Purpose: The purpose of this study was to investigate the comprehensive physiological alterations that take place during the combination of bench-step aerobics (BSA) and resistance exercise training.
Methods: Thirty-five healthy, active women were randomly assigned to one of four groups that either a) performed 25 min of BSA only (SA25); b) performed a combination of 25 min of BSA and a multiple-set upper and lower body resistance exercise program (SAR); c) performed 40 min of BSA only (SA40); or d) served as a control group (C), only performing activities of daily living. Direct assessments for body composition, aerobic fitness, muscular strength, endurance, power, and cross-sectional area were performed 1 wk before and after 12 wk of training.
Results: All training groups significantly improved peak VO(2) (3.7 to 5.3 mL O(2).kg(-1).min(-1)), with the greatest improvement observed in the SAR group (P = 0.05). Significant reductions in preexercise heart rates (8-9 bpm) and body fat percent (5--6%) were observed in all training groups after training. Significant reductions in resting diastolic blood pressure were observed for the SAR and SA40 groups (6.7 and 5.8 mm Hg, respectively). Muscular strength and endurance only improved significantly in the SAR group (21 and 11% respectively). All groups demonstrated increased lower body power (11--14%), but only the SAR group significantly improved upper body power (32%). Thigh muscle cross-sectional areas measured via magnetic resonance imaging (MRI) increased primarily for the SAR group.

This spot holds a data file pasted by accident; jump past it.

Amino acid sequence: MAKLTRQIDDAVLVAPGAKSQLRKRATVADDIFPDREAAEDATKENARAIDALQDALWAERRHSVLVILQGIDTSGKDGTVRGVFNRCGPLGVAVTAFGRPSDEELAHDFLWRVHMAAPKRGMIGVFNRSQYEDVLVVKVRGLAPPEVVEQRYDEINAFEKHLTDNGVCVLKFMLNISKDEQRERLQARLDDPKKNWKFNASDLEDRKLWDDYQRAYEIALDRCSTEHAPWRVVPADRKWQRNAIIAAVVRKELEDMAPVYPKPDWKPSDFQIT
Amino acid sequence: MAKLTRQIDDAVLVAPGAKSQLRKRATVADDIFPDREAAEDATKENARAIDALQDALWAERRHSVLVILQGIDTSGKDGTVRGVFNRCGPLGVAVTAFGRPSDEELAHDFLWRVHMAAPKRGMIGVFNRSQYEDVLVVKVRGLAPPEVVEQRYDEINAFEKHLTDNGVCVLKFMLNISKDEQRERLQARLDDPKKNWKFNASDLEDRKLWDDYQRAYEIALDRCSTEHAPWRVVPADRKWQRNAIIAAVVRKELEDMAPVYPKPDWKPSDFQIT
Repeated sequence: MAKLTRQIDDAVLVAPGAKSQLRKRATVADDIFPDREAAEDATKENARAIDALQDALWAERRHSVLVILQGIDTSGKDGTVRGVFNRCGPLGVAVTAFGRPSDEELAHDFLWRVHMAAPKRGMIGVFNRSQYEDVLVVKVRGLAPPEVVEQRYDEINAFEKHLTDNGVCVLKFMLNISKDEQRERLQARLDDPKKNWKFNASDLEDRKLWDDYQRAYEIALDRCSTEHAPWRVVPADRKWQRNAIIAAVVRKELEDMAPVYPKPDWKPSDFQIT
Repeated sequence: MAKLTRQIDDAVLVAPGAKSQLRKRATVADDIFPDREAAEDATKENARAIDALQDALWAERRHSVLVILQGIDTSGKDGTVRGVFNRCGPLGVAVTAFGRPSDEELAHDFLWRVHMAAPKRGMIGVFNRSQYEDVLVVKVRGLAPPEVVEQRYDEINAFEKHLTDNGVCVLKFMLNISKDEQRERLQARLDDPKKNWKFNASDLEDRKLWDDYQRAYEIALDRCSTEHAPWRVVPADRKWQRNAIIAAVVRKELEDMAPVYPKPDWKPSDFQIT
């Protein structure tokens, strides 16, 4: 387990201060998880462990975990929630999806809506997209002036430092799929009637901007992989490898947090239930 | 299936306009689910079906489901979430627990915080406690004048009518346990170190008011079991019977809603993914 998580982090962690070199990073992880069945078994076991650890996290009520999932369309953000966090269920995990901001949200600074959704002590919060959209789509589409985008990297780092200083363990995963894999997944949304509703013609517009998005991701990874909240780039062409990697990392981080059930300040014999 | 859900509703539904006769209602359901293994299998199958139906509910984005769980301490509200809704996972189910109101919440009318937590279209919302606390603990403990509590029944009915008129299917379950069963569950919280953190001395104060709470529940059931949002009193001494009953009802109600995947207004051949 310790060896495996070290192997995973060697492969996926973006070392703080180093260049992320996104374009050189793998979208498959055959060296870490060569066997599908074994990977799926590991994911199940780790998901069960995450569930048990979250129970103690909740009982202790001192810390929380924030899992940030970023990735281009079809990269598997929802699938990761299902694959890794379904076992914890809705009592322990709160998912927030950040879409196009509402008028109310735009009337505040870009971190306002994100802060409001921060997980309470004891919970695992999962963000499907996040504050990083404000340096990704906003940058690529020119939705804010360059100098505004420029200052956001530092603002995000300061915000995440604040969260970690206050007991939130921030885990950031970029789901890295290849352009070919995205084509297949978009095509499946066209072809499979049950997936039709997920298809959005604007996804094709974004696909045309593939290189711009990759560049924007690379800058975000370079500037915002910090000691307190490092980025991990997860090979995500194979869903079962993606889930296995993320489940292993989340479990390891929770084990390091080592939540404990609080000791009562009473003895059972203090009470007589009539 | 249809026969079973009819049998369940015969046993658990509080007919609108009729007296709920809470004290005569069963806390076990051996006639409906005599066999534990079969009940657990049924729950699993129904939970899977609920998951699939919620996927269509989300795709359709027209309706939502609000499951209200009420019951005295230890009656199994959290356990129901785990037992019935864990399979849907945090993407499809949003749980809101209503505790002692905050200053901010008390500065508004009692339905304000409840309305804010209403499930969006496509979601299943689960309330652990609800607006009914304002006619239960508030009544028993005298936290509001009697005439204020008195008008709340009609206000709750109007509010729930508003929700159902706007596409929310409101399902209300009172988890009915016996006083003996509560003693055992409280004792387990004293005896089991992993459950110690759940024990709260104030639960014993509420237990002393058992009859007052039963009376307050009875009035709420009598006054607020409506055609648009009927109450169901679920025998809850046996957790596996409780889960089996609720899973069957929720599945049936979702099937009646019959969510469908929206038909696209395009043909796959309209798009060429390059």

Conclusion: BSA is an exercise modality effective for improving physical fitness and body composition in healthy women. The addition of resistance exercise appears to enhance the total fitness profile by improving muscular performances, muscle morphology, and cardiovascular fitness greater than from performing BSA alone. Therefore, the inclusion of both modalities to an exercise program is most effective for improving total body fitness and a woman's health profile.